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Lou Harrison



For more than fifty years, Lou Harrison has explored music from across the centuries and around the world. Harrison spent most of his life in the San Francisco Bay Area, where he was influenced by everything from Cantonese Opera to Gregorian chants to traditional Mexican music. His early compositions dealt mainly with percussion, combining Western, Asian, African, and Latin American rhythmic influences with the unique sounds of his own homemade "junk" instruments. Early on in his career, Harrison studied composition with Henry Cowell, worked closely with John Cage, studied in Los Angeles with Arnold Schoenberg, and conducted the New York Little Symphony in the premiere of Charles Ives's Third Symphony (Ives even shared his Pulitzer Prize with Harrison). In addition to his work as a composer, Harrison maintains an interest in dance, theater, and puppetry.

The album La Koro Sutro (Esperanto for "the Heart Sutra," referring to the Buddhist heart of divine wisdom) presents works based on Harrison's explorations in the choral, orchestral, and gamelan musical realms. Harrison and his late partner William Colvig built one of the first American gamelans using aluminum slabs, empty #10 tin cans, and galvanized garbage cans. The piece entitled La Koro Sutro features this gamelan (which is now referred to as "Old Grandad"), harp, organ, and the chorus and chamber chorus of UC Berkeley. The chorus sings in Esperanto, the international language. The featured selection from that work, "Strofo 7," infallibly touches on the musical nerve that can simultaneously denote sorrow and supreme beauty. La Koro Sutro also includes the 1986 composition "Varied Trio," which Harrison composed for David Abel, Julie Steinberg, and William Winant. The lovely "Rondeau in Honor of Fragonard," features Abel on violin and Steinberg on piano in an elegant modern take chamber music.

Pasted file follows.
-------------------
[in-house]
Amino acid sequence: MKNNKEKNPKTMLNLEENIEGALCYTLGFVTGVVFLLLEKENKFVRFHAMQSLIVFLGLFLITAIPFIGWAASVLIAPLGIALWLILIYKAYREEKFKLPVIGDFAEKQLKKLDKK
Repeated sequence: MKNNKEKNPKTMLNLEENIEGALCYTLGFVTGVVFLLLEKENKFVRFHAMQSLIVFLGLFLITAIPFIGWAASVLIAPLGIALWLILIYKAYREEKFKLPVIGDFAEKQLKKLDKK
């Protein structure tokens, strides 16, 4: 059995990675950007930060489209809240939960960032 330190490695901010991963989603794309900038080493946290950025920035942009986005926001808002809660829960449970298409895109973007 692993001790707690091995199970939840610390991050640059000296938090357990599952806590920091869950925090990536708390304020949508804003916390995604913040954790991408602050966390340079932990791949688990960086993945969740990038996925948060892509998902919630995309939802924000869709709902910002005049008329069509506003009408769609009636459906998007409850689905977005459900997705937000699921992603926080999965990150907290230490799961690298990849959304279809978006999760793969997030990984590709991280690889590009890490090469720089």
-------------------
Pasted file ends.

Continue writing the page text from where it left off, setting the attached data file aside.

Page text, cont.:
2000's Rhymes with Silver again features Abel, Steinberg, and Winant. This time, they are joined by former The Kronos Quartet member and cellist Joan Jeanrenaud and violist Benjamin Simon. "Gigue and Musette" is a joyful lilt originally written by Harrison in 1943 when he was studying with Arnold Schoenberg. "Ductia" is a more mournful piece utilizing cello, piano, and vibraphone.